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Paint


Paint is any liquid, liquefiable, or mastic composition which after application to a substrate in a thin layer is converted to an opaque solid film.

Paint is used to protect, preserve, decorate (such as adding color), or add functionality to an object or surface by covering it with a pigmented coating.

Paint may be used to add functionality by modifying light reflection or heat radiation of a surface.

Paint can be applied to almost any kind of object. It is used, among many other uses, in the production of art, in industrial coating, as a driving aid (road surface marking), or as a barrier to prevent corrosion or water damage. Paint is a semifinished product, or intermediate good as the final product is the painted article itself.

Paint Components

Pigments
Pigments are granular solids incorporated into the paint to contribute color, toughness, texture or simply to reduce the cost of the paint  Alternatively, some paints contain dyes instead of or in combination with pigments.

Pigments can be classified as either natural or synthetic types. Natural pigments include various clays, calcium carbonate, mica, silicas, and talcs. Synthetics would include engineered molecules, calcined clays, blanc fix, precipitated calcium carbonate, and synthetic silicas.

Hiding pigments, in making paint opaque, also protect the substrate from the harmful effects of ultraviolet light. Hiding pigments include titanium dioxide, phthalo blue, red iron oxide, and many others.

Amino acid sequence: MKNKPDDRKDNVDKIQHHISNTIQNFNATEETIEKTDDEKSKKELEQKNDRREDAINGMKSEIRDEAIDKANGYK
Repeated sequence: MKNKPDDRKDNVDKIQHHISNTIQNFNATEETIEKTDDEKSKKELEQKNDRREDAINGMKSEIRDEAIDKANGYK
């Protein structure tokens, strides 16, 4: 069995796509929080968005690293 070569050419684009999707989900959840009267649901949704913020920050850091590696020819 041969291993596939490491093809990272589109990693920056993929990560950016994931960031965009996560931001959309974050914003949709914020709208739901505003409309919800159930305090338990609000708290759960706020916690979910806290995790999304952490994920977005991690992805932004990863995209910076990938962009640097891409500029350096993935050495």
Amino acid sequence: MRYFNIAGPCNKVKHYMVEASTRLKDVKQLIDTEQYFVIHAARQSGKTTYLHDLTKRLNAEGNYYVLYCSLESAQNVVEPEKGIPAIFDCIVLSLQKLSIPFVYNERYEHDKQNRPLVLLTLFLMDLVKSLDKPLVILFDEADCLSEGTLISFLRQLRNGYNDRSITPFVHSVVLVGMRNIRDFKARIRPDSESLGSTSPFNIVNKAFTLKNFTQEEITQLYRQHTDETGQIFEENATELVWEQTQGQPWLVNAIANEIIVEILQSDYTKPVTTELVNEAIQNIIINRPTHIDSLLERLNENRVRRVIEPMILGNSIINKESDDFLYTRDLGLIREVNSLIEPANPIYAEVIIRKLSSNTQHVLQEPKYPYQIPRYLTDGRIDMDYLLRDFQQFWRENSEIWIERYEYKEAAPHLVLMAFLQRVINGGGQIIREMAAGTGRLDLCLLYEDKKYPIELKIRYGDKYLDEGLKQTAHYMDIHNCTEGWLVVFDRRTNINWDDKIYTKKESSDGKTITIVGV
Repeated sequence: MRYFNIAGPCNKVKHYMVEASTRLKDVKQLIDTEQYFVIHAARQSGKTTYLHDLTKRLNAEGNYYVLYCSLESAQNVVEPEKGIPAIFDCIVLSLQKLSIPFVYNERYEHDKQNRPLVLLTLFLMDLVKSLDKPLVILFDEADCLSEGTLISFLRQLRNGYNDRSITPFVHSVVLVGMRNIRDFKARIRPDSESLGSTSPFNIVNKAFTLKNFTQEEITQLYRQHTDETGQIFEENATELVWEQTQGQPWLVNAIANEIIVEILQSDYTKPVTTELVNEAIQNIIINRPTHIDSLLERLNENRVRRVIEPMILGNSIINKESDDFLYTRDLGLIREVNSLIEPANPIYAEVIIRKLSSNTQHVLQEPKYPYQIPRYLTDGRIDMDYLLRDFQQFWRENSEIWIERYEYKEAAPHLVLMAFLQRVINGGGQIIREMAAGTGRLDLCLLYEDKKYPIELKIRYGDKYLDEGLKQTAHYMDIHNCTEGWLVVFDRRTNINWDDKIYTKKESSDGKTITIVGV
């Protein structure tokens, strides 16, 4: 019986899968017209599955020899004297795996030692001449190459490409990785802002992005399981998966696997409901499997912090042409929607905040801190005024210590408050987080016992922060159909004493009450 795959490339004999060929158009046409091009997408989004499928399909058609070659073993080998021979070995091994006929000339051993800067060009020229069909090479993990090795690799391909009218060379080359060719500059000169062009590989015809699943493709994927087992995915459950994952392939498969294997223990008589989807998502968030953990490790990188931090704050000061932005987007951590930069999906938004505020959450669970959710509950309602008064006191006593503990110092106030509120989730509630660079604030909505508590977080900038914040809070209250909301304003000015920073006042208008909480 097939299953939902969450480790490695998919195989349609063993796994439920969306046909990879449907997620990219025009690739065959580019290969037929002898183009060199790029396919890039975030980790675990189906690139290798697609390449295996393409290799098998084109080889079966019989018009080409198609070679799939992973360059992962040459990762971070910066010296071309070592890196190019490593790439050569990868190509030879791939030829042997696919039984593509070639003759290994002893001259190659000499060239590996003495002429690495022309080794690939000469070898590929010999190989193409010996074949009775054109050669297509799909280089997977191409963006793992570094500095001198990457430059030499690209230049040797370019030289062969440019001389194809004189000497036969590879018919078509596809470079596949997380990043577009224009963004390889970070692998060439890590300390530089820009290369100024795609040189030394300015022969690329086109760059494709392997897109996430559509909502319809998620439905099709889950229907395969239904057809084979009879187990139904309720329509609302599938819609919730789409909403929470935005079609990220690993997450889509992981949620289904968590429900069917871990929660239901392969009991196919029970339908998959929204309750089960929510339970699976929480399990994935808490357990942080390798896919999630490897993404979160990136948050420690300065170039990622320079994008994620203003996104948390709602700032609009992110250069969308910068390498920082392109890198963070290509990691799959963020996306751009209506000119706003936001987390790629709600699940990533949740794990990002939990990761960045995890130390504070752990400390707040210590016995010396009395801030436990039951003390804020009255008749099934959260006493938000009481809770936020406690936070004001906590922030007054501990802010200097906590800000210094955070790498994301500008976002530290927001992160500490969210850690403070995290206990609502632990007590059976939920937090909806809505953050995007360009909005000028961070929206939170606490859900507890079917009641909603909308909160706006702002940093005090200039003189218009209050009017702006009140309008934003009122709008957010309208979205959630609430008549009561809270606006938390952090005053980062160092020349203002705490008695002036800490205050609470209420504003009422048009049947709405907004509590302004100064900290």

Fillers are a special type of pigment that serve to thicken the film, support its structure and simply increase the volume of the paint. Fillers are usually comprised of cheap and inert materials, such as talc, lime, baryte, clay, etc. Floor paints that will be subjected to abrasion may even contain fine quartz sand as a filler. Not all paints include fillers. On the other hand some paints contain very large proportions of pigment/filler and binder.

Some pigments are toxic, such as the lead pigments that are used in lead paint.film.


Binder or Vehicle or Resin
The binder, commonly referred to as the vehicle, is the actual film forming component of paint. It is the only component that must be present; other components listed below are included optionally, depending on the desired properties of the cured film.

The binder imparts adhesion, binds the pigments together, and strongly influences such properties as gloss potential, exterior durability, flexibility, and toughness.

Binders include synthetic or natural resins such as acrylics, polyurethanes, polyesters, melamine resins, epoxy, or oils.

Binders can be categorized according to drying, or curing mechanism. The four most common are simple solvent evaporation, oxidative crosslinking, catalyzed polymerization, and coalescence. There are others.

Note that drying and curing are two different processes. Drying generally refers to evaporation of the liquid (called the vehicle) which carries the pigment, whereas curing refers to polymerization of the binder. (The term "vehicle" is industrial jargon which is used inconsistently, sometimes to refer to the solvent and sometimes to refer to the binder.) Depending on chemistry and composition, any particular paint may undergo either, or both processes. Thus, there are paints that dry only, those that dry then cure, and those that do not depend on drying for curing.